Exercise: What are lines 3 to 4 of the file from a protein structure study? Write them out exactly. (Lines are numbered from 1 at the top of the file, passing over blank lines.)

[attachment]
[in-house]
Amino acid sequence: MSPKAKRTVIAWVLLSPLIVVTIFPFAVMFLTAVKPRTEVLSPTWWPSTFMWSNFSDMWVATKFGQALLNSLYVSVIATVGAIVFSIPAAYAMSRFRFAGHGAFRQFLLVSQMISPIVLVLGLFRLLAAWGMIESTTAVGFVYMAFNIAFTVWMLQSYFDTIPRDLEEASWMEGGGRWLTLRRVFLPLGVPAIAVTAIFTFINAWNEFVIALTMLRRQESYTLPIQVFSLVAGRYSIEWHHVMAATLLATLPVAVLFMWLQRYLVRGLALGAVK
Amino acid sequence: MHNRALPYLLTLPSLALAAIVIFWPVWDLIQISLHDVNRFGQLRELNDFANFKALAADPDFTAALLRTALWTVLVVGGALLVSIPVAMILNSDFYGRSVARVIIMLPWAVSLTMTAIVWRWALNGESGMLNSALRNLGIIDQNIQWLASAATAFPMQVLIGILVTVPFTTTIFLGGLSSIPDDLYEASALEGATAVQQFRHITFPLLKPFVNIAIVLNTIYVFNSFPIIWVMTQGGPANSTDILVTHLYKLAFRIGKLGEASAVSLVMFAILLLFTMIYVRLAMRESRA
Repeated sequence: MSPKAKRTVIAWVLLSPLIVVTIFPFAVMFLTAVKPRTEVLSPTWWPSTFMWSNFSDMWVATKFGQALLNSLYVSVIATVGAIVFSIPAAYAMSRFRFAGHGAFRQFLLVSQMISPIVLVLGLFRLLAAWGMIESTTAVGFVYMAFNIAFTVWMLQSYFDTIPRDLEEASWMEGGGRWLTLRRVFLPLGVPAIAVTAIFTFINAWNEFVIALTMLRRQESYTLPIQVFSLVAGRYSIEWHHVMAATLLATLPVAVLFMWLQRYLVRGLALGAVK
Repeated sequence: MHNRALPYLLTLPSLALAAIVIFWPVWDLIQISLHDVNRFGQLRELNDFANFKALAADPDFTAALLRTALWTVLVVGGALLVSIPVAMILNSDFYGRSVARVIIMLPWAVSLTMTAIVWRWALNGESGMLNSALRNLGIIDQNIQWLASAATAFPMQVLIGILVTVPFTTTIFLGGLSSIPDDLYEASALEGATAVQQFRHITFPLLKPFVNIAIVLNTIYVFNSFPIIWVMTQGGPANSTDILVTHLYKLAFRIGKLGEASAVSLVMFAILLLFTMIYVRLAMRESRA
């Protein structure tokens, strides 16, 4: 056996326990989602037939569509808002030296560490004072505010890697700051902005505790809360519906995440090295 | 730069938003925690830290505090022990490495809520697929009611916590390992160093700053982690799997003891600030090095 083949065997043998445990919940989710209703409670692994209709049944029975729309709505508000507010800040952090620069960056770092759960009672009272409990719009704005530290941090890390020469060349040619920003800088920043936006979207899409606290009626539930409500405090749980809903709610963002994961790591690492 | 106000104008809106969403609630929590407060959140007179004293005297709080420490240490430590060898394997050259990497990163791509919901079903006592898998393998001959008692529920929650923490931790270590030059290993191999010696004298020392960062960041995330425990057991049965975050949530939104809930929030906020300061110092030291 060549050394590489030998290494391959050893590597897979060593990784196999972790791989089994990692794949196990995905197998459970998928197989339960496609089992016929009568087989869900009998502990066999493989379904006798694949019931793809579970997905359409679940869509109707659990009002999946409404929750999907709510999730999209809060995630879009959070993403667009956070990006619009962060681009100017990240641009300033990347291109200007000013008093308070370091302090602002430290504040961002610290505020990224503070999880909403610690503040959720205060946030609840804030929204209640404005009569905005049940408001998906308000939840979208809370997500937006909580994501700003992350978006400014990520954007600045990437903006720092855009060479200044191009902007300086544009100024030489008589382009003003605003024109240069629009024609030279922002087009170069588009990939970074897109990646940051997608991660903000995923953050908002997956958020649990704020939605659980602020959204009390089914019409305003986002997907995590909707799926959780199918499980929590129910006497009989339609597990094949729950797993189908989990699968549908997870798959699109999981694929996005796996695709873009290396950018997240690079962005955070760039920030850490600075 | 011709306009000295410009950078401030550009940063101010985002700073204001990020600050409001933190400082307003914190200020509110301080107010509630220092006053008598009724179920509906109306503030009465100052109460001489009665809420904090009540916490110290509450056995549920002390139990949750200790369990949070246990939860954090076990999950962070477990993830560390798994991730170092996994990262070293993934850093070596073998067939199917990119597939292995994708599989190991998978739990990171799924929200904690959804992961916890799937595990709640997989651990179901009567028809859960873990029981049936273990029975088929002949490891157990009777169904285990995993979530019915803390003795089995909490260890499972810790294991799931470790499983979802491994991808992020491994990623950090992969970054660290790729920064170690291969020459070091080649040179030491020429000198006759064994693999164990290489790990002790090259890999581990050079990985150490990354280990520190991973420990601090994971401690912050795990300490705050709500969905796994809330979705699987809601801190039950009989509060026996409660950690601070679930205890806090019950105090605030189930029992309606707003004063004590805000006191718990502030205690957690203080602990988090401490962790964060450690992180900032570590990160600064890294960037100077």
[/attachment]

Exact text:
Amino acid sequence: MHNRALPYLLTLPSLALAAIVIFWPVWDLIQISLHDVNRFGQLRELNDFANFKALAADPDFTAALLRTALWTVLVVGGALLVSIPVAMILNSDFYGRSVARVIIMLPWAVSLTMTAIVWRWALNGESGMLNSALRNLGIIDQNIQWLASAATAFPMQVLIGILVTVPFTTTIFLGGLSSIPDDLYEASALEGATAVQQFRHITFPLLKPFVNIAIVLNTIYVFNSFPIIWVMTQGGPANSTDILVTHLYKLAFRIGKLGEASAVSLVMFAILLLFTMIYVRLAMRESRA
Repeated sequence: MSPKAKRTVIAWVLLSPLIVVTIFPFAVMFLTAVKPRTEVLSPTWWPSTFMWSNFSDMWVATKFGQALLNSLYVSVIATVGAIVFSIPAAYAMSRFRFAGHGAFRQFLLVSQMISPIVLVLGLFRLLAAWGMIESTTAVGFVYMAFNIAFTVWMLQSYFDTIPRDLEEASWMEGGGRWLTLRRVFLPLGVPAIAVTAIFTFINAWNEFVIALTMLRRQESYTLPIQVFSLVAGRYSIEWHHVMAATLLATLPVAVLFMWLQRYLVRGLALGAVK